Google mitigated the largest DDoS attack to date, peaking above 398 million rps
Senior Product Manager, Cloud Armor
Security Reliability Engineer
The attack used a novel technique, HTTP/2 Rapid Reset, based on stream multiplexing
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Over the last few years, Google's DDoS Response Team has observed the trend that distributed denial-of-service (DDoS) attacks are increasing exponentially in size. Last year, we blocked the largest DDoS attack recorded at the time. This August, we stopped an even larger DDoS attack — 7½ times larger — that also used new techniques to try to disrupt websites and Internet services.
This new series of DDoS attacks reached a peak of 398 million requests per second (rps), and relied on a novel HTTP/2 “Rapid Reset” technique based on stream multiplexing that has affected multiple Internet infrastructure companies. By contrast, last year’s largest-recorded DDoS attack peaked at 46 million rps.
For a sense of scale, this two minute attack generated more requests than the total number of article views reported by Wikipedia during the entire month of September 2023.
Google mitigated a DDoS attack which peaked at 398 million requests per second
The most recent wave of attacks started in late August and continue to this day, targeting major infrastructure providers including Google services, Google Cloud infrastructure, and our customers. Although these attacks are among the largest attacks Google has seen, our global load-balancing and DDoS mitigation infrastructure helped keep our services running. In order to protect Google, our customers, and the rest of the Internet, we helped lead a coordinated effort with industry partners to understand the attack mechanics and collaborate on mitigations that can be deployed in response to these attacks.
Generally, DDoS attacks attempt to disrupt internet-facing websites and services, making them unreachable. Attackers direct overwhelming amounts of Internet traffic to targets, which can exhaust their ability to process incoming requests.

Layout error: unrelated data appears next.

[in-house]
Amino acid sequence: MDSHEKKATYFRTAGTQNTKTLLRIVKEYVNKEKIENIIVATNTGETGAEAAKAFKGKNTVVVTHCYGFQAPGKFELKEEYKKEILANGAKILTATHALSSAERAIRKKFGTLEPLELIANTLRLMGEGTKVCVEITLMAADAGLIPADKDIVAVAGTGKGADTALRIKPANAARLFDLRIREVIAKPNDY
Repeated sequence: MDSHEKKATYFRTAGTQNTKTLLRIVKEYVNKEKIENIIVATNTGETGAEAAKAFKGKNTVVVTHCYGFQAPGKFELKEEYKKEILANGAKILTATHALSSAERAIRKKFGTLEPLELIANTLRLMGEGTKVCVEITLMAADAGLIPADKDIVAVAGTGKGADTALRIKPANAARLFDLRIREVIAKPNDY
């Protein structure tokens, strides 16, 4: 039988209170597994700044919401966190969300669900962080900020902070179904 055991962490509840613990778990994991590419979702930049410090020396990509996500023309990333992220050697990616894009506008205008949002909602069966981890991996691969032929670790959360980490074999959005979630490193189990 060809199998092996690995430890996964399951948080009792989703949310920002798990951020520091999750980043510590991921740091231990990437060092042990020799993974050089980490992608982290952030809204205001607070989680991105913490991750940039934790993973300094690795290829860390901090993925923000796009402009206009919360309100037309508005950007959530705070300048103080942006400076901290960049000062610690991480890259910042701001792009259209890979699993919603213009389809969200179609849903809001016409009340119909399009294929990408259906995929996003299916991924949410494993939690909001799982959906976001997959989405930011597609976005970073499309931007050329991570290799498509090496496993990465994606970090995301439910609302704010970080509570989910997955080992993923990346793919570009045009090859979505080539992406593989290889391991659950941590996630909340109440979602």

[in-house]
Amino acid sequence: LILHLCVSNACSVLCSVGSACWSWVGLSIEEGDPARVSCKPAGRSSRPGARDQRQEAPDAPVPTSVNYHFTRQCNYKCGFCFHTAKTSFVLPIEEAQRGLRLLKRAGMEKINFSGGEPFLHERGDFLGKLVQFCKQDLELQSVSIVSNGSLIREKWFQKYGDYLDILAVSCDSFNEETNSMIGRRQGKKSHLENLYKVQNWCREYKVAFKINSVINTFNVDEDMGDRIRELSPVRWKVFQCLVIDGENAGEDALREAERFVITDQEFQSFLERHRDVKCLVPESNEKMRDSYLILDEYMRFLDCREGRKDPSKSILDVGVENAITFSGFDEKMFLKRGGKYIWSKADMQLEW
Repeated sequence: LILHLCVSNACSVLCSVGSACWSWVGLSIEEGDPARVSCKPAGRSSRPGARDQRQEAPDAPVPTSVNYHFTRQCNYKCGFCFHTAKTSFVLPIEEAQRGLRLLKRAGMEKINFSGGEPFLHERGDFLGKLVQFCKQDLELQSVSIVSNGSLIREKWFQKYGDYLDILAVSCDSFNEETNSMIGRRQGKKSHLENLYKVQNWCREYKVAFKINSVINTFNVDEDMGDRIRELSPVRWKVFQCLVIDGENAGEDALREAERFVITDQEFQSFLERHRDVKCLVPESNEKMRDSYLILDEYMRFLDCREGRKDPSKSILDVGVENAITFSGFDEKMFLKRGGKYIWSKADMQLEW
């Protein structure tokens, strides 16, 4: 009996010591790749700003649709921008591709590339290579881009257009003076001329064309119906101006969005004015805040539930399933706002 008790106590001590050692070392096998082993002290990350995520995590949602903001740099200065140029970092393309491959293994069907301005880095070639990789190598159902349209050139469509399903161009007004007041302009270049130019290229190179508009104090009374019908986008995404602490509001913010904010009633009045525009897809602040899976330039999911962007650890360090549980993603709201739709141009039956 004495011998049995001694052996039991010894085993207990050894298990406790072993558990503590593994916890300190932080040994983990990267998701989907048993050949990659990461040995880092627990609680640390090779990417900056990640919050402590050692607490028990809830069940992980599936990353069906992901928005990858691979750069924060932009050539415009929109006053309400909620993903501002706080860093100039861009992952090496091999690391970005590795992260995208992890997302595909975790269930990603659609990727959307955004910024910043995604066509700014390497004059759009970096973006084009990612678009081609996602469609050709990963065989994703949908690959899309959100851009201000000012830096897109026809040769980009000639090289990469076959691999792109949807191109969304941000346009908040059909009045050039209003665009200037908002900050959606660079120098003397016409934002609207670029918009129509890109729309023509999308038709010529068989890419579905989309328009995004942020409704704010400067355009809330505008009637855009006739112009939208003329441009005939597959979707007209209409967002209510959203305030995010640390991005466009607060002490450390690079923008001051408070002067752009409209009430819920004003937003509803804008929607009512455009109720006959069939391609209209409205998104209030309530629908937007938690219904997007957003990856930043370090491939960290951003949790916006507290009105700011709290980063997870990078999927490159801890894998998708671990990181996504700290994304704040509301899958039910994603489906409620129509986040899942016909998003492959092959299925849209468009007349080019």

DDoS attacks can have wide-ranging impacts to victim organizations, including loss of business and unavailability of mission critical applications, which often cost victims time and money. Time to recover from DDoS attacks can stretch well beyond the end of an attack.
Our investigation and response
Our investigation revealed that the attack was using a novel “Rapid Reset” technique that leverages stream multiplexing, a feature of the widely-adopted HTTP/2 protocol. We provide further analysis of this new Rapid Reset technique and discuss the evolution of Layer 7 attacks in a companion blog.
We observed the attack campaign continued over the course of September 2023
We were able to mitigate the attack at the edge of Google's network, leveraging our significant investment in edge capacity to ensure our services and our customers’ services remained largely unaffected. As we understood more details about the attack methodology, we developed a set of mitigations and updated our proxies and denial-of-service defense systems to efficiently mitigate this technique. Since Google Cloud’s Application Load Balancer and Cloud Armor use the same hardware and software infrastructure that Google relies on to serve its own internet-facing services, the Cloud customers who use those services have their Internet-facing web apps and services similarly protected.